Q:For some time now I have suffered from digestive problems. The doctors tell me I have "irritable bowel" and have prescribed imodium. My condition is getting worse and I am now seriously underweight. I feel there has to be a cause of my problem and that taking medication is no answer in the long term. I am writing to you to ask your help on a number of points.
Could your medical team please tell me something about imodium? Is it a drug which should be prescribed long term?In Vol 2 No 9 of WDDTY you had an article, "Gut Reactions", in which reference was made to research being done in Cambridge on the relationship between food intolerance and bowel flora. Has this research been written up anywhere and if so, could you give me the reference?
Could you recommend any other reading which might help me throw some light on my condition? J. W., Bradford........
A:"Irritable bowel syndrome" is a catch all phrase used by most doctors when they basically don't know what the problem is. Also referred to as "spastic colon" , it's mainly characterized by aches or pains, gas,
flatulence, distension and general disquiet in the abdomen, as well as a disturbance of bowel habits, with diarrhoea or constipation. In other words, things just aren't right down there.
But each condition could result from one or more of a number of causes. Top of the list is food allergy or intolerance; the work we cited from Cambridge, performed by Dr. John Hunter, has shown allergies to a number of foods as responsible. The biggest offender was wheat, followed by corn, dairy products, coffee, tea and citrus fruits, in that order.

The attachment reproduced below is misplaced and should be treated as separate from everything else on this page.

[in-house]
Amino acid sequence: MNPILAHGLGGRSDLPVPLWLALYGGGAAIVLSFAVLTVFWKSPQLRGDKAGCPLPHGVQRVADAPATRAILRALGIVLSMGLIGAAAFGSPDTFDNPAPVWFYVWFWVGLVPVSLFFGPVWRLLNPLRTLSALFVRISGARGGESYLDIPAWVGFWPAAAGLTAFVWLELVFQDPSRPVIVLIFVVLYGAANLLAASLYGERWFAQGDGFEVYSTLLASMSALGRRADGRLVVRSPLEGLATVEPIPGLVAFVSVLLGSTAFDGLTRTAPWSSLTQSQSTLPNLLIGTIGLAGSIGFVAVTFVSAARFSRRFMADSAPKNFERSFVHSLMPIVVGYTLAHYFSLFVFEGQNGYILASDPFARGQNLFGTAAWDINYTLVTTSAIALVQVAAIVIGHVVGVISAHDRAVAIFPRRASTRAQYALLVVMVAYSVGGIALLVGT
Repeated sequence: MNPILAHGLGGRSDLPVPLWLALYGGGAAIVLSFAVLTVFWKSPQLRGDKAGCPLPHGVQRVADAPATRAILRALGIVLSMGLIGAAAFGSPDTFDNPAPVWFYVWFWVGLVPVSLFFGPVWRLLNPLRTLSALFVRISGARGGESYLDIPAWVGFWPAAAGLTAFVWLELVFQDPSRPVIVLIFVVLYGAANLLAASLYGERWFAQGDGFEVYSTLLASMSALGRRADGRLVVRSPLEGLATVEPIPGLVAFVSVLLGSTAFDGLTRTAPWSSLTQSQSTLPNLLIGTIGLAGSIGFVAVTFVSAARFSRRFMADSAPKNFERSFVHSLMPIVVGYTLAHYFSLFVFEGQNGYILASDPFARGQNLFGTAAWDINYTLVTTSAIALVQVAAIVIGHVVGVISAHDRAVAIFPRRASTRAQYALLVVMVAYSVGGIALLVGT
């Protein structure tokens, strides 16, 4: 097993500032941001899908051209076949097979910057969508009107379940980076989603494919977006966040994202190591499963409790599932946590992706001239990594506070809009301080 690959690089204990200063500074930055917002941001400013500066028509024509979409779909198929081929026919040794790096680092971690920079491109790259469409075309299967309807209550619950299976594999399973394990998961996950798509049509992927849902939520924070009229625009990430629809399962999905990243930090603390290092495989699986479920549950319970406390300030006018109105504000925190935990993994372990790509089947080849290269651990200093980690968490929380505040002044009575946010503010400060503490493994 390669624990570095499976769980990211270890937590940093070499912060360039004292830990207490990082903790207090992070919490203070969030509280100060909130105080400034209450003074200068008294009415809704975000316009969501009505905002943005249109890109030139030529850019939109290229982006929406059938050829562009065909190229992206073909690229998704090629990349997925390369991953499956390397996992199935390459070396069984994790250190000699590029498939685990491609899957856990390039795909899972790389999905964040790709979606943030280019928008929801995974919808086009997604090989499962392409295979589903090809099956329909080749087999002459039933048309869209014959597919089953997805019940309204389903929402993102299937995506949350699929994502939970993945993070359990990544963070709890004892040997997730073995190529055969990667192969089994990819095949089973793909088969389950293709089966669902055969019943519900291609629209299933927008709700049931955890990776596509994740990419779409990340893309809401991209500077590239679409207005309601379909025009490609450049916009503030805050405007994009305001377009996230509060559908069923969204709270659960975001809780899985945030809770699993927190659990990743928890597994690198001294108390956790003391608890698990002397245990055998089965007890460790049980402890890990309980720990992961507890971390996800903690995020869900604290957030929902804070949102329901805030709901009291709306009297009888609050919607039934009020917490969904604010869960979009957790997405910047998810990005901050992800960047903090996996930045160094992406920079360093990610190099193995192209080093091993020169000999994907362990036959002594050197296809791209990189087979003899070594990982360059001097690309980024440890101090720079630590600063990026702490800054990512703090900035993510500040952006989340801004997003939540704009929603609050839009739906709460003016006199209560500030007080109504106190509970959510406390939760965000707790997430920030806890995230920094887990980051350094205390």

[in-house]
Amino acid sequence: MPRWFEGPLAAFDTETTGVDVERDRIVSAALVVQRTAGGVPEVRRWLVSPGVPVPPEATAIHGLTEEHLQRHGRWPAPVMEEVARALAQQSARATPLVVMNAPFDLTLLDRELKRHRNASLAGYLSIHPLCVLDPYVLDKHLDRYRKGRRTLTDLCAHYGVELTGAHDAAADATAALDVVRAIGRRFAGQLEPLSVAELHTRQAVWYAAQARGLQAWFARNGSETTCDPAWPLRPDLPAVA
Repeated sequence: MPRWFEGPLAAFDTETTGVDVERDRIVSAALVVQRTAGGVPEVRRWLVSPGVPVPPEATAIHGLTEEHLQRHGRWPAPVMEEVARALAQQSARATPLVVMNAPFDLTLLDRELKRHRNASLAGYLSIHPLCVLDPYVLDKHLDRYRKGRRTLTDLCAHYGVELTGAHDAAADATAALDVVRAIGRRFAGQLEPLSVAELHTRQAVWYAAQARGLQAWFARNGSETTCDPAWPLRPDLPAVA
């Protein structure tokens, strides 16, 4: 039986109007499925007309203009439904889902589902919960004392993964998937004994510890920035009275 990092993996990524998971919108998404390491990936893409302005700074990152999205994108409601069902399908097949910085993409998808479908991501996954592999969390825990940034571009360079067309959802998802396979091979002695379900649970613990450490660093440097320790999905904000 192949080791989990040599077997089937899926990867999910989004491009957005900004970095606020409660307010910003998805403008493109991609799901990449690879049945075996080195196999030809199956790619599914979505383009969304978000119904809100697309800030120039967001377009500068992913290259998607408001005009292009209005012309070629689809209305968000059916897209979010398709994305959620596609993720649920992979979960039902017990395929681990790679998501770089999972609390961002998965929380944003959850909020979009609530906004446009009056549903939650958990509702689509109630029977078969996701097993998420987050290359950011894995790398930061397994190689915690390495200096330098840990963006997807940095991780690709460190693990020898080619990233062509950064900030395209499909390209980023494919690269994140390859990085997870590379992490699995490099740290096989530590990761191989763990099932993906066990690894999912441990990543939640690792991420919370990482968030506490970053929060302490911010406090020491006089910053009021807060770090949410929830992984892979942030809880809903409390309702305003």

But food allergy is by no means the entire story. You could have a candida overgrowth, which would be causing your body not to tolerate certain foods, as could an overgrowth of other bacteria in the bowels. Extra tea, coffee or alcohol could upset your gut, or you could be allergic to milk and milk products. Finally, we're also finding that parasites like giardia lamblia or worms produce symptoms that mirror those of IBS a very common occurrence in the US and the UK.
Dr Stephen Davies has also seen increasing numbers of cases of IBS caused by the recent bran craze in people who could be marginally wheat intolerant. He's also discovered a high incidence of people with hypochlorhydria (low stomach acid). When food is not properly broken down in the stomach, the bowel cannot digest it. Treatment is by a short course of pancreatic enzymes.
Finally, repeated courses of antibiotics can disturb the millions of bacteria and other organisms that perform all manner of functions in the bowel, causing symptoms of IBS.
We spoke to Dr Keith Mumby about your letter, and he said the following:
"Imodium, while not as dangerous as many other drugs, simply covers up the real problem, which in most cases is a biochemical one. In some cases, it is psychological, the result of anxiety, obsession or tension. But in my experience, that occurs in a very small percentage of IBS cases, and not 95 per cent, as many doctors believe.
If you would like to embark on a self help programme, I suggest that you do the following, in this order:
1)Begin a sensible exclusion diet to isolate a possible food allergy.
2)If that doesn't cure the problem, consider candida overgrowth as a possible source of your problem (See WDDTY Vol 2 Nos 6 and 11).
3)Consider whether parasites are the cause (which we will be covering in a forthcoming issue of WDDTY). If so, find an enlightened doctor who will put you on a therapeutic trial of Flagyl(metronidazole) which kills a wide range of intestinal parasites like giardia. If you feel spectacularly better after the trial, it's very likely that a parasite is behind your difficulties.
4) If you're still not better, find a clinical ecologist with experience in this area who may be able to find the root cause and treat it."